One of the home’s owners admires the prospect from the infinity deck.
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A couple’s glass-floored deck thrills and terrifies in equal measure.
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As a concession to guests less comfortable confronting the glass cliff, architect Mark Jensen built an ipe wood deck on the first floor—with a glass guardrail, of course.
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On a clear day, the owners can see all the way to Stinson Beach from their living room.
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A bathroom pocket wall lets the owners soak in the tub while enjoying the view.
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There’s a reason that more people don’t have a glass observation deck attached to their home.
It’s awe inspiring, it’s dramatic, it’s... rather terrifying, actually, as the owner of this one—who asked to remain anonymous—has discovered. "About a third of our friends who come over are afraid to walk out onto the glass deck,” he says. “And even then, some of them will only walk on the steel girding."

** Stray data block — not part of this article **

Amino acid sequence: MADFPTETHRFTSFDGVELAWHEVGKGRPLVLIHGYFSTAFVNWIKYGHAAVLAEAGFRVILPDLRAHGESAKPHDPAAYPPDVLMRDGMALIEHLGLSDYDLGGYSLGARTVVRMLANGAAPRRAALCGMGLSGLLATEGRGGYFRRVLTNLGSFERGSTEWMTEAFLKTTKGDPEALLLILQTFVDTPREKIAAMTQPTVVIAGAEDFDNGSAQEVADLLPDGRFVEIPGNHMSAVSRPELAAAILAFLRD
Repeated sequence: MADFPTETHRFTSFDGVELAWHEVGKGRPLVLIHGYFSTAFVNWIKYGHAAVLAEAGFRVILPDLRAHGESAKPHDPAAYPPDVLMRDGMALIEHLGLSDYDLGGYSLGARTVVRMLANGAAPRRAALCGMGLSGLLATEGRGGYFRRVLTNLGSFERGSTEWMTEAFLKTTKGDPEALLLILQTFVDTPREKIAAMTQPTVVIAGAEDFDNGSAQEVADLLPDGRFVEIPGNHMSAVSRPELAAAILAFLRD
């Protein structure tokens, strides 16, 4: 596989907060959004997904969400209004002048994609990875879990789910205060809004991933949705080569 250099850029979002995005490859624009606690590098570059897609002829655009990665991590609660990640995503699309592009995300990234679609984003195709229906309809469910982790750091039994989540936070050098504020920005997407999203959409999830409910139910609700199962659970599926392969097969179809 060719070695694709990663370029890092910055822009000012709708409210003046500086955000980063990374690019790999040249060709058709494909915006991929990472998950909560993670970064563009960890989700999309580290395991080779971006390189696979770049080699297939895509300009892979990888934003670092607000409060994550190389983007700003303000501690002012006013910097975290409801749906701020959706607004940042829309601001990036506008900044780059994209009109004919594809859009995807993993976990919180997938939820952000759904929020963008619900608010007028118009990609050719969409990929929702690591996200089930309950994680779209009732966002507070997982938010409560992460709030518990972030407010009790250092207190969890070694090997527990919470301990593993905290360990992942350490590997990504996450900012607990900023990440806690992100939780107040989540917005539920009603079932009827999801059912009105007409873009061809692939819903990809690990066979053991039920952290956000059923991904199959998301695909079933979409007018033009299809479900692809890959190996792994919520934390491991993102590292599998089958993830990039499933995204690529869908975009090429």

Still, for those with the nerves to traverse it, this 12-by-7-foot cantilevered ledge above Twin Peaks can be a serene, dreamlike experience. The perch overlooks the entire North Bay, including the Golden Gate, Bay, and Richmond–San Rafael Bridges. By day, you can see all the way to Stinson Beach. At night, the perimeter is illuminated at the flip of a switch by color-changing LED lights. "It feels like you’re floating over the city," the owner says.
The project was a feat of structural engineering for architect Mark Jensen, who remodeled not only the deck but the entire back end of the home, including the living room, bedroom, and master bathroom. The difficulty isn’t in making such a balcony strong enough to withstand a party of adults, insists Jensen. It’s in stabilizing it "so it doesn’t feel bouncy, like a diving board," he says. To minimize any sensation of wobbling, the engineers supported the 1 1⁄2-inch-thick glass pane with steel beams that stretch 18 feet into the building.
The back end of the home is swathed in low-iron glass, an ultra-clear variety that doesn’t tint the surrounding cityscape. The marble-clad bathroom is bordered by a sliding pocket wall, and the spacious tub, set back just far enough from the glass to avoid exhibitionism, allows the owners to admire the urban scenery while they soak. "A lot of people have views in San Francisco," says Jensen with a shrug. "We wanted to put you in the view."
Originally published in the April issue of San Francisco